84. All Quiet on the Western Front by Erich Maria Remarque
A Classic. I found it at the library and decided to read it. It was ok, but not amazing. Basically, it is a book about World War I, and filled with all the crappiness about being in a war. I didn't feel it added anything to my understanding of the badness of war, but it was well-written.
85. Take the Cannoli by Sarah Vowell
Essays about America/American history by Sarah Vowell of This American Life. Also a good book. I really like Vowell's voice and she is great at presenting her nerdiness about certain things in a fun way. The only other Vowell book I've read was Radio On, which was ok, but her voice kind of grated on me after awhile. I liked this book much better.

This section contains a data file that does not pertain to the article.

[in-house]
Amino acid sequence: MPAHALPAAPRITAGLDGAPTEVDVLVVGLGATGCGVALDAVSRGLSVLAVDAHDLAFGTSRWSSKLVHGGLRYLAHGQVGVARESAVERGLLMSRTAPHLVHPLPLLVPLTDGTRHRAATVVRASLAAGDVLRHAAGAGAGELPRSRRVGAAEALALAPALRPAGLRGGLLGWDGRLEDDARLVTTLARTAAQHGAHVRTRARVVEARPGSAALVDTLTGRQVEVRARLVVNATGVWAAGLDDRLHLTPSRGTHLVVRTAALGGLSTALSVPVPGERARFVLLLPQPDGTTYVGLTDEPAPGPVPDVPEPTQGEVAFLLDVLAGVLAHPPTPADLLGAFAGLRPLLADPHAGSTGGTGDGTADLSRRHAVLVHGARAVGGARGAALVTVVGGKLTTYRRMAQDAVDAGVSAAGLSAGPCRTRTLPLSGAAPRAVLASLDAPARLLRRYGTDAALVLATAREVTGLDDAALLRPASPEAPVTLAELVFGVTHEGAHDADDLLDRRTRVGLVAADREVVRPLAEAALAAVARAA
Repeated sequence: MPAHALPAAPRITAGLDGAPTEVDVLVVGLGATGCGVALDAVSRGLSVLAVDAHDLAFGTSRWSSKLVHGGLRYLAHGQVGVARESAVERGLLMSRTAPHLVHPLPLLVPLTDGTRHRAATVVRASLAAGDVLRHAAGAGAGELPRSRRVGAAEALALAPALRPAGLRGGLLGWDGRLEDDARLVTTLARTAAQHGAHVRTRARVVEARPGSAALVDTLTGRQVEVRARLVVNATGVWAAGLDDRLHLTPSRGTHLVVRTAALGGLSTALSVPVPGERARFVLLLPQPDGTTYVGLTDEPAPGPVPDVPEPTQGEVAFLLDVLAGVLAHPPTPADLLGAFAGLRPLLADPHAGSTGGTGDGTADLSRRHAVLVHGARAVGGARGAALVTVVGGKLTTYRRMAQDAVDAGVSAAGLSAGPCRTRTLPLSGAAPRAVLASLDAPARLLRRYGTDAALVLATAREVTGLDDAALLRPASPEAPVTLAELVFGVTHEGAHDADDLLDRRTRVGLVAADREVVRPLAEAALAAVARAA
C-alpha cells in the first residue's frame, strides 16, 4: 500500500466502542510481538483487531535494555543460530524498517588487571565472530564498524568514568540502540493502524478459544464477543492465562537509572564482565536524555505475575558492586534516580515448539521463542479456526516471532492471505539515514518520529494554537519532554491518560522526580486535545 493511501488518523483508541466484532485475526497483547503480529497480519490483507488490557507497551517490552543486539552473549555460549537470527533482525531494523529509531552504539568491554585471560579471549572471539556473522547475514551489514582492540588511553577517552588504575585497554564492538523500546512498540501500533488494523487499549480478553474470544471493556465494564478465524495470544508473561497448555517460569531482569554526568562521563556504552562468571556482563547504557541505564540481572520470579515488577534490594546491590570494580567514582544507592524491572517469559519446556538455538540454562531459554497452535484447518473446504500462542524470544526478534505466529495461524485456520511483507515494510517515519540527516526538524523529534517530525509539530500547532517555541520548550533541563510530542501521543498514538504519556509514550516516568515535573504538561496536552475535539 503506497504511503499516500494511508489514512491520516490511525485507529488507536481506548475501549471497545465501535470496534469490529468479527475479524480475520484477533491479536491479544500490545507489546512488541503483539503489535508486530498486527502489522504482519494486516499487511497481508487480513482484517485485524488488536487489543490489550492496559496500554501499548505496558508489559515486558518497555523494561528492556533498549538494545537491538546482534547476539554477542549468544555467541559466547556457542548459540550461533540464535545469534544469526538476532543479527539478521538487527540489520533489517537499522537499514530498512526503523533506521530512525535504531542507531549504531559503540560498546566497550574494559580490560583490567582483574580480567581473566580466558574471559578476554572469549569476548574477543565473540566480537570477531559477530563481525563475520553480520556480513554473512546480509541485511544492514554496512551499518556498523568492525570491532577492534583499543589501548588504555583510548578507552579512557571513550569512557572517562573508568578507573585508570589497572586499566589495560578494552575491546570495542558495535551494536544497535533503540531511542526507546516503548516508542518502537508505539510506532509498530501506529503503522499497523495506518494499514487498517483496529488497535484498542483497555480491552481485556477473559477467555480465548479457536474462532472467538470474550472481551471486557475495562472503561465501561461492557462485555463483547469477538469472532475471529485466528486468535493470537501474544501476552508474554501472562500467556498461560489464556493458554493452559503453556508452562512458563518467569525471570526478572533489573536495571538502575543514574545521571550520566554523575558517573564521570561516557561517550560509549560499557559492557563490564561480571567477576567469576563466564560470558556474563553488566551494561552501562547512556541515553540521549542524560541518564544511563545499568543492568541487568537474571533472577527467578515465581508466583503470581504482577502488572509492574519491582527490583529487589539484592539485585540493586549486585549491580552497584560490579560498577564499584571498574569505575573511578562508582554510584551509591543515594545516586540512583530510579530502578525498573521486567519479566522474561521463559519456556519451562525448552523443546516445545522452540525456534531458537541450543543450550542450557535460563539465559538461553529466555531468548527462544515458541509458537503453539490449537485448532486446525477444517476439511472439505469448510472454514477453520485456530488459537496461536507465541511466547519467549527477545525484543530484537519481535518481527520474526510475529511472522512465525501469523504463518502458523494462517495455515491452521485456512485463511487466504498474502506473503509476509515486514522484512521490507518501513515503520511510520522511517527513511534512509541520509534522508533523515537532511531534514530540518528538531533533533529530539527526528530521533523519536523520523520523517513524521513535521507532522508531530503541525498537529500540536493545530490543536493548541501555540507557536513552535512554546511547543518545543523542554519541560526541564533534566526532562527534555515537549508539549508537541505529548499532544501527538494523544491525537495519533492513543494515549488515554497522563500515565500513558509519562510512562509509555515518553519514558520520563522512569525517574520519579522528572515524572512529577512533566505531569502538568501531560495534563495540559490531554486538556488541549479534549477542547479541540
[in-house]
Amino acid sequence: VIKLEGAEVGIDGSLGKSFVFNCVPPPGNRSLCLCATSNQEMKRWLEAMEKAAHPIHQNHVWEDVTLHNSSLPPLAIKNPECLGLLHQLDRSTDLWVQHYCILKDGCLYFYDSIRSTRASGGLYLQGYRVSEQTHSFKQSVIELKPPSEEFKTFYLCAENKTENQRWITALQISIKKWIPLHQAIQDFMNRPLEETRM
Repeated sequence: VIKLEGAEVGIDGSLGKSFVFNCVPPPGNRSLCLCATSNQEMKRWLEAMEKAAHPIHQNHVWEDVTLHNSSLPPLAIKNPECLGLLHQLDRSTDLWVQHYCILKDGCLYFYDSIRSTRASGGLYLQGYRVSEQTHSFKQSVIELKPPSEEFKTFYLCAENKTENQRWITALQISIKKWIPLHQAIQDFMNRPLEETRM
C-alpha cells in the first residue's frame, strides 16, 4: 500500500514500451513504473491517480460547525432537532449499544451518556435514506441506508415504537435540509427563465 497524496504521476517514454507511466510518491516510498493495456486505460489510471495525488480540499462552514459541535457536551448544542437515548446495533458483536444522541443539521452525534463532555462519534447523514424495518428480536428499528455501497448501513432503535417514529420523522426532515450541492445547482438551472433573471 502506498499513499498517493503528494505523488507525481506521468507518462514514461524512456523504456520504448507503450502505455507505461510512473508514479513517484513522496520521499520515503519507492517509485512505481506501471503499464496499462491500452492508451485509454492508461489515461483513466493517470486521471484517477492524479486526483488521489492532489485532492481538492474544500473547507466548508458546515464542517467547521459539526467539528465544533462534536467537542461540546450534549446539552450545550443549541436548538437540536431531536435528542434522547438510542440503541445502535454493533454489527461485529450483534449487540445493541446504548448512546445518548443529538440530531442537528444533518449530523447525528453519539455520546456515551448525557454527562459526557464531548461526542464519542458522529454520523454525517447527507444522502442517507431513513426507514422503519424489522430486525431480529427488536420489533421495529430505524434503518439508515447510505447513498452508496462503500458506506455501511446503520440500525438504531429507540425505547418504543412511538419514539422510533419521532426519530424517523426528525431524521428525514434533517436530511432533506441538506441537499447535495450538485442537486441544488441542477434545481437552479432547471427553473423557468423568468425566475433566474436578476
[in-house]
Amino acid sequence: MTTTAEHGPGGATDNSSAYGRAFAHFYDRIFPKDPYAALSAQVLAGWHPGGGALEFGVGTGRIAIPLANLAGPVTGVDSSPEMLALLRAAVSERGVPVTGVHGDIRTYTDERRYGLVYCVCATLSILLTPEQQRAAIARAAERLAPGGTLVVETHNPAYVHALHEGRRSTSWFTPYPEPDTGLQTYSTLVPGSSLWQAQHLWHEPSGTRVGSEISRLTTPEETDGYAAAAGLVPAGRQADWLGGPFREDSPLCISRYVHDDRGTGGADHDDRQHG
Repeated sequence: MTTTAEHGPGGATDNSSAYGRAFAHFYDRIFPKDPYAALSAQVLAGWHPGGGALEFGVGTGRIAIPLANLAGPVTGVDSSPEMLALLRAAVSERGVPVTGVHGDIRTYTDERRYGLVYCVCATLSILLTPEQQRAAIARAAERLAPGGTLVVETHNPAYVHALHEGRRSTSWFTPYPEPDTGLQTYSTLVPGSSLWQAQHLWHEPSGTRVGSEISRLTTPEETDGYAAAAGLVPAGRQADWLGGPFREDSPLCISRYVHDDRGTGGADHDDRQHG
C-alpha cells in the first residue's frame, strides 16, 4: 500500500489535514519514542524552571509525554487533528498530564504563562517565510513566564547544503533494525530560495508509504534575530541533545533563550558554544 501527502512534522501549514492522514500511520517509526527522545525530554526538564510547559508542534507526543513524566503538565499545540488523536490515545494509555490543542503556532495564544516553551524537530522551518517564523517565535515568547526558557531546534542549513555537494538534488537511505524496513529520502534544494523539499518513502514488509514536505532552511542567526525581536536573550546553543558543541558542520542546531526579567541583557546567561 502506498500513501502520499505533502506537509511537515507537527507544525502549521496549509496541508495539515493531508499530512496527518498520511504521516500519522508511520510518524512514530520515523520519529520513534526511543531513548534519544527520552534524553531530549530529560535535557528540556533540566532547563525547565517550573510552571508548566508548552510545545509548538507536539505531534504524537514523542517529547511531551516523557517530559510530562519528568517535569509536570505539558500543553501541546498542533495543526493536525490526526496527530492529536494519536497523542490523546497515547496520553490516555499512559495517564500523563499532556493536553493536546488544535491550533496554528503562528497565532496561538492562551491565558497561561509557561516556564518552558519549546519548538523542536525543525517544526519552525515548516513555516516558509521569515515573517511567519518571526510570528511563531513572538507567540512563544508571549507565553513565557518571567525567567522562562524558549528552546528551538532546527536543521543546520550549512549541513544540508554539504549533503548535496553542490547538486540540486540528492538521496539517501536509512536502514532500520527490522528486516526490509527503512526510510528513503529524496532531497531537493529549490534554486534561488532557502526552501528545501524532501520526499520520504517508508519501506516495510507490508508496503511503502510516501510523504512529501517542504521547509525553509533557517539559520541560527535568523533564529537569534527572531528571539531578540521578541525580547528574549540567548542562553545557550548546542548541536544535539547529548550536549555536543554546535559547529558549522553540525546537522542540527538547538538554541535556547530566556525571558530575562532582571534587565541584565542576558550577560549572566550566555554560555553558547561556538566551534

86. The Spirit Catches You and You Fall Down by Anne Fadiman
I am the last person to read this book -- especially the last anthropologist and am so sad I did not read it earlier. It is the story of a Hmong family in California and their conflicts with the medical system over the care of their daughter who has epilepsy. The author does an excellent job of presenting the cultures of the Hmong family and the doctors, demonstrating how they cam to so many misunderstandings, and not really laying blame anywhere. I wish I would have read this earlier so I could have assigned it to my anthro class -- it really explains and demonstrates cross-cultural misunderstandings so well. Everyone should read this book.
87. Making Money by Terry Pratchett
A Discworld novel about the central bank. The fun is all in the crazy surprises so I will not say more, but this was a fun book with the usual Discworld hijinks.